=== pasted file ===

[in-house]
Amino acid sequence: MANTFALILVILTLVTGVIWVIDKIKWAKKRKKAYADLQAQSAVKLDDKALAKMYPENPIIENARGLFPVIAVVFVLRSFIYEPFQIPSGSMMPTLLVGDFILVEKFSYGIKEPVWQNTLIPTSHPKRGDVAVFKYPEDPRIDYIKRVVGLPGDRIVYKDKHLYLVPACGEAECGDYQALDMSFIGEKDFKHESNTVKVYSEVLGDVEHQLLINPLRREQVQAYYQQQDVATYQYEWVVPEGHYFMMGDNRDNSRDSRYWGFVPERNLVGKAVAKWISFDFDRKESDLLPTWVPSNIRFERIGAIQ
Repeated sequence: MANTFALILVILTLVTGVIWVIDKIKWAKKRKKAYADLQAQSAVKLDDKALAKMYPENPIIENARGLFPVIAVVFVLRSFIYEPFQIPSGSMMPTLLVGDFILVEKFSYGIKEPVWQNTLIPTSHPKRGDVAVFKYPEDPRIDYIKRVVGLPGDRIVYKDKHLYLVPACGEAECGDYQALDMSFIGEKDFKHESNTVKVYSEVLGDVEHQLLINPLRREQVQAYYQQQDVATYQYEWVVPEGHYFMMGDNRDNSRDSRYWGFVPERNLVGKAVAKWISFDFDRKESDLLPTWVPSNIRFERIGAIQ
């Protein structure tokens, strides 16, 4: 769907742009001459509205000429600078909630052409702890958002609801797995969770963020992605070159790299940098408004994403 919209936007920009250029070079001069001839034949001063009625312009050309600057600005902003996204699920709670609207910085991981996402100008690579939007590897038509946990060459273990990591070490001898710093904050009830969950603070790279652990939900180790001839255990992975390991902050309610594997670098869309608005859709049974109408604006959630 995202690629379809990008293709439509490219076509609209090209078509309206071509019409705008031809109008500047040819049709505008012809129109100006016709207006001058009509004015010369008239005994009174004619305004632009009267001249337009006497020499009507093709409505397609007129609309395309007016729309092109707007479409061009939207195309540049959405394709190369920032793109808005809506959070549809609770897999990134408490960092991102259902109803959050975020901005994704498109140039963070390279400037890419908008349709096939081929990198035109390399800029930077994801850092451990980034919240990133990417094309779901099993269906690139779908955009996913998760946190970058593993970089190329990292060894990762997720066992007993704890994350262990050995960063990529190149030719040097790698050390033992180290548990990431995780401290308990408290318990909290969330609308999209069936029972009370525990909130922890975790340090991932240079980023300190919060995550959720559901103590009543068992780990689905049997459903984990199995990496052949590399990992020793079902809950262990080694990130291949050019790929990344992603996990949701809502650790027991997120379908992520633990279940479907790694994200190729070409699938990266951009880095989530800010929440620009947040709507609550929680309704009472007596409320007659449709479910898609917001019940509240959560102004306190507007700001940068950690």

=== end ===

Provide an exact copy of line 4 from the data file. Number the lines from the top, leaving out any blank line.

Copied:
């Protein structure tokens, strides 16, 4: 769907742009001459509205000429600078909630052409702890958002609801797995969770963020992605070159790299940098408004994403 919209936007920009250029070079001069001839034949001063009625312009050309600057600005902003996204699920709670609207910085991981996402100008690579939007590897038509946990060459273990990591070490001898710093904050009830969950603070790279652990939900180790001839255990992975390991902050309610594997670098869309608005859709049974109408604006959630 995202690629379809990008293709439509490219076509609209090209078509309206071509019409705008031809109008500047040819049709505008012809129109100006016709207006001058009509004015010369008239005994009174004619305004632009009267001249337009006497020499009507093709409505397609007129609309395309007016729309092109707007479409061009939207195309540049959405394709190369920032793109808005809506959070549809609770897999990134408490960092991102259902109803959050975020901005994704498109140039963070390279400037890419908008349709096939081929990198035109390399800029930077994801850092451990980034919240990133990417094309779901099993269906690139779908955009996913998760946190970058593993970089190329990292060894990762997720066992007993704890994350262990050995960063990529190149030719040097790698050390033992180290548990990431995780401290308990408290318990909290969330609308999209069936029972009370525990909130922890975790340090991932240079980023300190919060995550959720559901103590009543068992780990689905049997459903984990199995990496052949590399990992020793079902809950262990080694990130291949050019790929990344992603996990949701809502650790027991997120379908992520633990279940479907790694994200190729070409699938990266951009880095989530800010929440620009947040709507609550929680309704009472007596409320007659449709479910898609917001019940509240959560102004306190507007700001940068950690």